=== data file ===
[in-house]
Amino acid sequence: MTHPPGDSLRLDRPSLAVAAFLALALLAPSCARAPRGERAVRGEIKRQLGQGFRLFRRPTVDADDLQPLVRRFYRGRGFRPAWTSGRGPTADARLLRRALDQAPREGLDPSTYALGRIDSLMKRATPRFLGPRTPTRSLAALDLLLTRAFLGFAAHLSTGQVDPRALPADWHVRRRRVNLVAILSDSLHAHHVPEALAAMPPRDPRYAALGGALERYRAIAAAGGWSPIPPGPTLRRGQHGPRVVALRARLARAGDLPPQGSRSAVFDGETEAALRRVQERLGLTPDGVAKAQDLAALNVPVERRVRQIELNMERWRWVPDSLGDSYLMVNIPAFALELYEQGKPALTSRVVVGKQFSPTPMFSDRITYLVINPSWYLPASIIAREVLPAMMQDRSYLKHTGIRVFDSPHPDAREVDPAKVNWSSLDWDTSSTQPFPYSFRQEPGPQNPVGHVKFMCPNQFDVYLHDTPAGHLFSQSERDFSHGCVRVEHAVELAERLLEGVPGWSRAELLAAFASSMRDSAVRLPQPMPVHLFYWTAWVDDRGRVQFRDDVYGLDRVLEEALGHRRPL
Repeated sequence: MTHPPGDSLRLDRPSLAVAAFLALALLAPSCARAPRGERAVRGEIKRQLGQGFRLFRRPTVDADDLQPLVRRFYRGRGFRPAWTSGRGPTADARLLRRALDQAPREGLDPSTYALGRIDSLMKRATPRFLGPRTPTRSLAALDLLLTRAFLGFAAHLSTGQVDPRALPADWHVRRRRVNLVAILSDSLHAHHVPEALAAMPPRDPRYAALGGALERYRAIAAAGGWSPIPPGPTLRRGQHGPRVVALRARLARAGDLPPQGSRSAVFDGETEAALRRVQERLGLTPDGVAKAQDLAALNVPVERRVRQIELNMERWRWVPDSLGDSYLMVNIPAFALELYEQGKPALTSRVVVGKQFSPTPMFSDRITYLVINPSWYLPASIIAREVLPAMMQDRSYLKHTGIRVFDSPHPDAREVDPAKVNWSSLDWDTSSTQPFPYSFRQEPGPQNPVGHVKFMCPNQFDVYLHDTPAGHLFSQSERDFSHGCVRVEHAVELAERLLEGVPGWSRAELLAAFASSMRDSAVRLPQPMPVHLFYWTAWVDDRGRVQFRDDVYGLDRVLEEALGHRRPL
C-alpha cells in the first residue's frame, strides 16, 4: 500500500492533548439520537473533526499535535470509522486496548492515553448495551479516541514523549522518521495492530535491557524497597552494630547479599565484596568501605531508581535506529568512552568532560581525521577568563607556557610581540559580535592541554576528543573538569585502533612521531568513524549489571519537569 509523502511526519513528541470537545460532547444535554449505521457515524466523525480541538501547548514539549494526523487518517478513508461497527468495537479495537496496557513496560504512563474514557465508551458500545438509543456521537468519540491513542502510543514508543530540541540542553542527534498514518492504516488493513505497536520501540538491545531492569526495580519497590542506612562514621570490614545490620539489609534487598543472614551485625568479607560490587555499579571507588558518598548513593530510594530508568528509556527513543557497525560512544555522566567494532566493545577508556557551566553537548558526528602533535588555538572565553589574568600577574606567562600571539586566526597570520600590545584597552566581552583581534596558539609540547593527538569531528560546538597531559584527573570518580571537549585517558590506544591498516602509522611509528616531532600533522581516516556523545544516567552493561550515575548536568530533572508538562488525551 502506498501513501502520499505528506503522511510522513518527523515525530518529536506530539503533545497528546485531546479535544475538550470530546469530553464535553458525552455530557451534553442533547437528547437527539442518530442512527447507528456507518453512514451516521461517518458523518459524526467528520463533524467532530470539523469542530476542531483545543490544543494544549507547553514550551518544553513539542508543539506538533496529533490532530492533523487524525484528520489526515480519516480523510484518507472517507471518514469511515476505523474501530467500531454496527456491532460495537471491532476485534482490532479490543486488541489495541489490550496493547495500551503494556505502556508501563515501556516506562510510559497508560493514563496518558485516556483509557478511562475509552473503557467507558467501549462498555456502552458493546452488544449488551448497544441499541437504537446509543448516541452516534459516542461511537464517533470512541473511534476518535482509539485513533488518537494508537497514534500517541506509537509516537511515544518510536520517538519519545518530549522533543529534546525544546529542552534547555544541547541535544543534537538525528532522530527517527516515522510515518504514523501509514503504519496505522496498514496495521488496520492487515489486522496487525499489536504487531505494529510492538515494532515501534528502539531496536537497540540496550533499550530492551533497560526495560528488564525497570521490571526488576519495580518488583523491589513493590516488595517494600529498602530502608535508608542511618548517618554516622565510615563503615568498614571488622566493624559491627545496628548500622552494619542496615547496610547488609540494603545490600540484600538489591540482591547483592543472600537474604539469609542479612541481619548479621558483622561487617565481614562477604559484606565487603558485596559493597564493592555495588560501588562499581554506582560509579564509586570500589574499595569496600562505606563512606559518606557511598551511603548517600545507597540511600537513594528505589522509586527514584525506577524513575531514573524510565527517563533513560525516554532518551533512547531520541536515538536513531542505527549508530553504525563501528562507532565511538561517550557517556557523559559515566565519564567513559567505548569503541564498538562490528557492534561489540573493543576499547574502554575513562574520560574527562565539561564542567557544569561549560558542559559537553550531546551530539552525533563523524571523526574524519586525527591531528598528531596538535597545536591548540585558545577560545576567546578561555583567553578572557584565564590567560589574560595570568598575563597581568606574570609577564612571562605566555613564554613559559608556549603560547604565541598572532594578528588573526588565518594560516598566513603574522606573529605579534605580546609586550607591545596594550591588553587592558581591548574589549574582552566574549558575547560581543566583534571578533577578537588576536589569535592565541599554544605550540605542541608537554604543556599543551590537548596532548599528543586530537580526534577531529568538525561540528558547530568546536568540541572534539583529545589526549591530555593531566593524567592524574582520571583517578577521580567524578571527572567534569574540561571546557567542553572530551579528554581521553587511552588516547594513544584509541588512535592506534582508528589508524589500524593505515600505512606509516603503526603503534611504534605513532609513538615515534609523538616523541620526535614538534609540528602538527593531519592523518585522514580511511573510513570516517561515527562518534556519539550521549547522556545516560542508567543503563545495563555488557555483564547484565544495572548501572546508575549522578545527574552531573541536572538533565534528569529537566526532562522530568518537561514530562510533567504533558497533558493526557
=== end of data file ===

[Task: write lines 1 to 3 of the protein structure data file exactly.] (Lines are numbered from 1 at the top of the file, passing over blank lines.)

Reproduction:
[in-house]
Amino acid sequence: MTHPPGDSLRLDRPSLAVAAFLALALLAPSCARAPRGERAVRGEIKRQLGQGFRLFRRPTVDADDLQPLVRRFYRGRGFRPAWTSGRGPTADARLLRRALDQAPREGLDPSTYALGRIDSLMKRATPRFLGPRTPTRSLAALDLLLTRAFLGFAAHLSTGQVDPRALPADWHVRRRRVNLVAILSDSLHAHHVPEALAAMPPRDPRYAALGGALERYRAIAAAGGWSPIPPGPTLRRGQHGPRVVALRARLARAGDLPPQGSRSAVFDGETEAALRRVQERLGLTPDGVAKAQDLAALNVPVERRVRQIELNMERWRWVPDSLGDSYLMVNIPAFALELYEQGKPALTSRVVVGKQFSPTPMFSDRITYLVINPSWYLPASIIAREVLPAMMQDRSYLKHTGIRVFDSPHPDAREVDPAKVNWSSLDWDTSSTQPFPYSFRQEPGPQNPVGHVKFMCPNQFDVYLHDTPAGHLFSQSERDFSHGCVRVEHAVELAERLLEGVPGWSRAELLAAFASSMRDSAVRLPQPMPVHLFYWTAWVDDRGRVQFRDDVYGLDRVLEEALGHRRPL
Repeated sequence: MTHPPGDSLRLDRPSLAVAAFLALALLAPSCARAPRGERAVRGEIKRQLGQGFRLFRRPTVDADDLQPLVRRFYRGRGFRPAWTSGRGPTADARLLRRALDQAPREGLDPSTYALGRIDSLMKRATPRFLGPRTPTRSLAALDLLLTRAFLGFAAHLSTGQVDPRALPADWHVRRRRVNLVAILSDSLHAHHVPEALAAMPPRDPRYAALGGALERYRAIAAAGGWSPIPPGPTLRRGQHGPRVVALRARLARAGDLPPQGSRSAVFDGETEAALRRVQERLGLTPDGVAKAQDLAALNVPVERRVRQIELNMERWRWVPDSLGDSYLMVNIPAFALELYEQGKPALTSRVVVGKQFSPTPMFSDRITYLVINPSWYLPASIIAREVLPAMMQDRSYLKHTGIRVFDSPHPDAREVDPAKVNWSSLDWDTSSTQPFPYSFRQEPGPQNPVGHVKFMCPNQFDVYLHDTPAGHLFSQSERDFSHGCVRVEHAVELAERLLEGVPGWSRAELLAAFASSMRDSAVRLPQPMPVHLFYWTAWVDDRGRVQFRDDVYGLDRVLEEALGHRRPL